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Oil Exploitation: International Authority

Volume 374: debated on Tuesday 5 October 1976

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My Lords, I beg leave to ask the Question which stands in my name on the Order Paper.

The Question was as follows:

To ask Her Majesty's Government whether, in view of the discovery of rich potential oil fields between the Bay of Biscay and Rockall beyond the 200-mile territorial limit, they will urge that the exploitation be conducted by the international authority as the common heritage of mankind.

My Lords, it is still far from certain whether potential oil fields exist in the area. In the view of Her Majesty's Government, the exploitation of all seabed resources up to the edge of the Continental margin falls, and should continue to fall, within the jurisdiction of the coastal Sate. The establishment of an international authority and its possible areas and method of operation are being discussed at the Law of the Sea Conference.

My Lords, I should like to thank the Minister for that reply. Is it not the case that drilling has taken place 230 miles west of the Hebrides, and there are optimistic reports about that drilling? If this is the case, will Her Majesty's Government seek to use this as a heritage of mankind and not for the profit of private companies?

My Lords, as my noble friend knows, the Law of the Sea Conference is engaged in constructive discussions precisely on this point—but not exclusively—about the future management of this area. There are other similar areas in the rest of the world. As to the possibility of finds in the area, which was mentioned in the Question, I repeat that it is impossible to say with certainty at this stage what the chances are of hydrocarbon resources being located in any particular parts of the Continental margin. At the moment our geological advice is that the prospects of commercial resources of hydrocarbons beyond the Continental margin in this areas are somewhat poor.

My Lords, will the Government press at the Law of the Sea Conference that where these mineral resources are found they will be used for the benefit of the whole of mankind as the heritage of the oceans, rather than for private companies?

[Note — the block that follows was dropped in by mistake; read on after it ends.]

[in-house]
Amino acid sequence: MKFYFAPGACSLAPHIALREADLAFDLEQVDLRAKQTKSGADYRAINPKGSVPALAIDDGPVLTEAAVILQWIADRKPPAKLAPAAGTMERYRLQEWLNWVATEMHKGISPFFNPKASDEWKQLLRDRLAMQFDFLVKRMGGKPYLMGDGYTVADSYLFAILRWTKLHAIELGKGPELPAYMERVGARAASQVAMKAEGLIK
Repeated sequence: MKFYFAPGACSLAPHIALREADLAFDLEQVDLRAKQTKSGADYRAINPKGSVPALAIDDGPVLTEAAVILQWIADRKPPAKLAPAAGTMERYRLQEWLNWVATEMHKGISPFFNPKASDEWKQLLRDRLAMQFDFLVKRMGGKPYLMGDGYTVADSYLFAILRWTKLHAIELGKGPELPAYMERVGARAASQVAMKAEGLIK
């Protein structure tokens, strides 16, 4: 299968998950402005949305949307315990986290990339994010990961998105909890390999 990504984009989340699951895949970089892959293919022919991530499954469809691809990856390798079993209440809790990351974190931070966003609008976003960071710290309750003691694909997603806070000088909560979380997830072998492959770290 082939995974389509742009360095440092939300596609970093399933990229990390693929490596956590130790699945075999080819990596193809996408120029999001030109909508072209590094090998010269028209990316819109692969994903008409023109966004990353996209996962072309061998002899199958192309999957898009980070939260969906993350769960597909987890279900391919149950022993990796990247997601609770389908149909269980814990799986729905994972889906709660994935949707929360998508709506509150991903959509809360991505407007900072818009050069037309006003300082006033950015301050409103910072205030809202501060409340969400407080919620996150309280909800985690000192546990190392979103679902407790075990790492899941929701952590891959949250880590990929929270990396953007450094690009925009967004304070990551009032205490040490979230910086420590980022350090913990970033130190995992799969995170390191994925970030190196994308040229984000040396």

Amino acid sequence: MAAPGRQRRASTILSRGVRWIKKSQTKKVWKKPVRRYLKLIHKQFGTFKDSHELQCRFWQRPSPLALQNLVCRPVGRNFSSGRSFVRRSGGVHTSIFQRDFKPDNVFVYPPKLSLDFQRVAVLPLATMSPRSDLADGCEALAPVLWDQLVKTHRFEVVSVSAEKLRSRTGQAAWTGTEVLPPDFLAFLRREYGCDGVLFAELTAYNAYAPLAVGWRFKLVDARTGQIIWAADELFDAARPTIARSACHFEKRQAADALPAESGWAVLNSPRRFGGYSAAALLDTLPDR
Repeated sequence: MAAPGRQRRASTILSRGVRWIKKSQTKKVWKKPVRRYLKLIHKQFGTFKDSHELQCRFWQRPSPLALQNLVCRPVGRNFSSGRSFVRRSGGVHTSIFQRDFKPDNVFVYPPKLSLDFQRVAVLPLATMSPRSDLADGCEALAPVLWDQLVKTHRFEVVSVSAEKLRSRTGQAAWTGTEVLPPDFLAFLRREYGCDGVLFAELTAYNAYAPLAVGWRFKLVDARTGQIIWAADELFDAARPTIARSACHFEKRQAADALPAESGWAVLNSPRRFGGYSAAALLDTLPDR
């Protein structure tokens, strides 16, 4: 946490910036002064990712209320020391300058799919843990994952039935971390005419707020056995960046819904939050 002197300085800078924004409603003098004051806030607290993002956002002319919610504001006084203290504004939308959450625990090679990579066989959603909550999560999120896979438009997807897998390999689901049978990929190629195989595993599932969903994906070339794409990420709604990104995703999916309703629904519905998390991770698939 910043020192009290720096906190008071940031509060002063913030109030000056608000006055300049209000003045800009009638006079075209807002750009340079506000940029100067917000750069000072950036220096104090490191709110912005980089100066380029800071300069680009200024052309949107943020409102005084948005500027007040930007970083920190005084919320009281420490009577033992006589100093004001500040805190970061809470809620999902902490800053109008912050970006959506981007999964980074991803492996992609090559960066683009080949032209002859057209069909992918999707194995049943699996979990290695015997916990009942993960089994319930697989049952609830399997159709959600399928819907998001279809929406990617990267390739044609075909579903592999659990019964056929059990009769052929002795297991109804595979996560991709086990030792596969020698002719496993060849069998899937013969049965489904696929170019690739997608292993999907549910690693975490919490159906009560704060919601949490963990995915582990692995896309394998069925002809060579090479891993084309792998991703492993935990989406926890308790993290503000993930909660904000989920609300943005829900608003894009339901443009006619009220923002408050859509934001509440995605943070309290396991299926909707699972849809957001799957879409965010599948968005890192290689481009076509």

My Lords, we shall do considerably more than that. We shall engage with the 140 other countries in working out the precise details of a workable system. It is not enough to press; one must plan.

My Lords, will the noble Lord remember that he is representing the interests of this country and that the true dilemma is not, as the noble Lord, Lord Brockway, pretended, between commercial enterprise and the whole of mankind, but the rights of the British Isles?

I had not quite finished my sentence, my Lords. Yes, there are the rights of this country with the rights of 142 others, which include among them developing coastal States. We have made absolutely clear the basis of British interests in this matter, and we shall stick to what we have made clear to this Conference. We are also confident that what we have advanced as British interests coincide with the best interests of the great majority of the cointries which are representated at this Conference.

My Lords, would the noble Lord agree that the problem involved with this kind of proposal is this: Who conducts the international authority? Experience tends to tell us that when 140 nations get together they are more interested in 140 interests than in the common purpose.

Nevertheless, my Lords, I would be interested in learning from my noble friend how otherwise we can organise an international convention dealing with five-sevenths of the globe.

My Lords, is the noble Lord not aware that no agreement has been reached about this matter for some time at the Law of the Sea Conference? If no agreement is reached in the near future, it is very likely that the United States, among others, will go it alone.

My Lords, that is indeed the danger, the probability. The Conference will reassemble for the sixth time next year in New York where the revised single negotiating text will, we hope, provide the basis for an international convention. I would not for a moment minimise the difficulties which lie ahead in trying to get what is, after all, an international convention covering five-sevenths of the globe, where a great many national, regional and other interests are in conflict.

My Lords, would the noble Lord agree that, in the complex of 140 States, Britain ought to try to define what is meant by "British", because meanwhile we are grabbing, extending and intruding upon the common heritage of mankind. By defining what is supposed to be our legitimate interests, we are creating even greater problems than we are solving. We shall now have every other country, including America, successfully asserting their unilateral claims for areas whose present definition they have devised or contrived. When my friend asked the question about 240 miles, he was talking about the British Continental Shelf, which we have proceeded to redefine in weird ways, because we have taken over Rockall—

Several noble Lords: Order! Order!

Are you aware, my Lords, that we have taken over the Island of Rockall, which takes us some 350 miles into the Atlantic?

My Lords, I am aware of all these things, but I do not know that I agree with most of them. I do not think we can reasonably say that the British contribution to these very difficult and complex negotiations in five successive sessions of this conference has been exclusively nationalistic. We recognise that a viable international convention must emerge from a general consensus of view and interest, and indeed we are hopeful that if the British view is accepted generally such a convention will prove possible; but, as I have said, the way ahead is very hard and difficult.